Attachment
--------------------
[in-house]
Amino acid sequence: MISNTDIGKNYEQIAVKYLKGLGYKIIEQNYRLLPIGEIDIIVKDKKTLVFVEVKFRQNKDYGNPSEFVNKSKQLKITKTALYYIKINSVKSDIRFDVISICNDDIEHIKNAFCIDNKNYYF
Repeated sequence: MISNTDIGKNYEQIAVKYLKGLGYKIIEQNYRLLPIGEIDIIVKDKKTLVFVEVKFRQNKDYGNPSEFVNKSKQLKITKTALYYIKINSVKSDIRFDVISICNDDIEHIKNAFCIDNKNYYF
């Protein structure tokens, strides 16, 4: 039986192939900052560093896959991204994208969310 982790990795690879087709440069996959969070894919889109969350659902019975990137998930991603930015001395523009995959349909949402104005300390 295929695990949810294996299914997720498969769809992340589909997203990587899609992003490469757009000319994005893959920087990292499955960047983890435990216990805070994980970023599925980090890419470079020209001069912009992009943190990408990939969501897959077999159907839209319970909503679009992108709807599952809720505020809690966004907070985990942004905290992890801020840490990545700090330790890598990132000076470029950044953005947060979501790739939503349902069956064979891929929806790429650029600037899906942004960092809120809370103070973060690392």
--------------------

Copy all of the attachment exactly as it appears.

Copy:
[in-house]
Amino acid sequence: MISNTDIGKNYEQIAVKYLKGLGYKIIEQNYRLLPIGEIDIIVKDKKTLVFVEVKFRQNKDYGNPSEFVNKSKQLKITKTALYYIKINSVKSDIRFDVISICNDDIEHIKNAFCIDNKNYYF
Repeated sequence: MISNTDIGKNYEQIAVKYLKGLGYKIIEQNYRLLPIGEIDIIVKDKKTLVFVEVKFRQNKDYGNPSEFVNKSKQLKITKTALYYIKINSVKSDIRFDVISICNDDIEHIKNAFCIDNKNYYF
């Protein structure tokens, strides 16, 4: 039986192939900052560093896959991204994208969310 982790990795690879087709440069996959969070894919889109969350659902019975990137998930991603930015001395523009995959349909949402104005300390 295929695990949810294996299914997720498969769809992340589909997203990587899609992003490469757009000319994005893959920087990292499955960047983890435990216990805070994980970023599925980090890419470079020209001069912009992009943190990408990939969501897959077999159907839209319970909503679009992108709807599952809720505020809690966004907070985990942004905290992890801020840490990545700090330790890598990132000076470029950044953005947060979501790739939503349902069956064979891929929806790429650029600037899906942004960092809120809370103070973060690392």